When the National Institutes of Health funds scientific research, the government is investing in hope. The people with the purse strings believe the scientists have the potential for progress, whether from a fundamental discovery or a breakthrough translational finding. Work in these labs may save and extend the lives of our fathers, mothers, sisters and brothers.
On Sept. 12, a cancer scientist at the Renaissance School of Medicine at Stony Brook University was charged with seven counts of stealing state and federal funds, wire fraud and money laundering when he allegedly funneled more than $200,000 of his research money into his own pockets, in part to pay his mortgage.
Taxpayers are a victim in this alleged fraud. Fellow scientists, who might have otherwise received the funds, are also greatly harmed, along with patients awaiting medical help and the support systems for all those patients. In other words, most of us — in one way or another — have been pickpocketed.
So, what’s supposed to happen now? If Geoffrey Girnun is guilty — due process will determine that and he has pleaded not guilty — he will face prison time, fines and other punishments. Girnun allegedly was self-dealing his grant money into shell companies. Perhaps the system where potential conflicts of interest exist needs a closer look, both from funding agencies and from the university.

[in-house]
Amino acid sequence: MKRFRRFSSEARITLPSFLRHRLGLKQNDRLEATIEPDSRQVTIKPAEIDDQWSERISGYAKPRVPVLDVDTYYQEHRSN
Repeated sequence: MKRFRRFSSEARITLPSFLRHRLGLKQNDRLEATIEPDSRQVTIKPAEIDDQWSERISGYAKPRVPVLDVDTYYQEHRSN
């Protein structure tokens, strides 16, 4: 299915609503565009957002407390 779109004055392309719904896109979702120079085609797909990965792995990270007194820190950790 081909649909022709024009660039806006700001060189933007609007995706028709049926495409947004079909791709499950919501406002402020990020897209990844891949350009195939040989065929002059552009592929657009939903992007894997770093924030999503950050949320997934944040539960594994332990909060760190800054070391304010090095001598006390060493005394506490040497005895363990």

It’s also crucial that SBU and the NIH pay especially close attention to this criminal case. They need to know all the details of this alleged fraud so they can monitor other scientists and make sure they close any gaps in the funding process. We, the taxpayers, need to be confident that the money the government invests goes toward the hunt for scientific discovery.
What shouldn’t happen? The NIH shouldn’t turn off the tap for scientists at SBU or elsewhere, or create unrealistic hurdles, to receive funding or reimbursement. As it is, many researchers spend considerable time applying for funds and, once they receive them, justifying every penny. Slowing that process down would make them less productive, hurting their research and cutting back on their benefits to the whole of humanity.
Scientific studies seek to understand cause and effect — actions and reactions. When doctors treat cancer patients, they try to balance between the need to eradicate cells with cancerous programming and the potential danger of collateral cellular damage to avoid wiping out healthy and productive cells. The treatment for this alleged fraud should do the same, trying to prevent other such corruption without shutting down valuable science.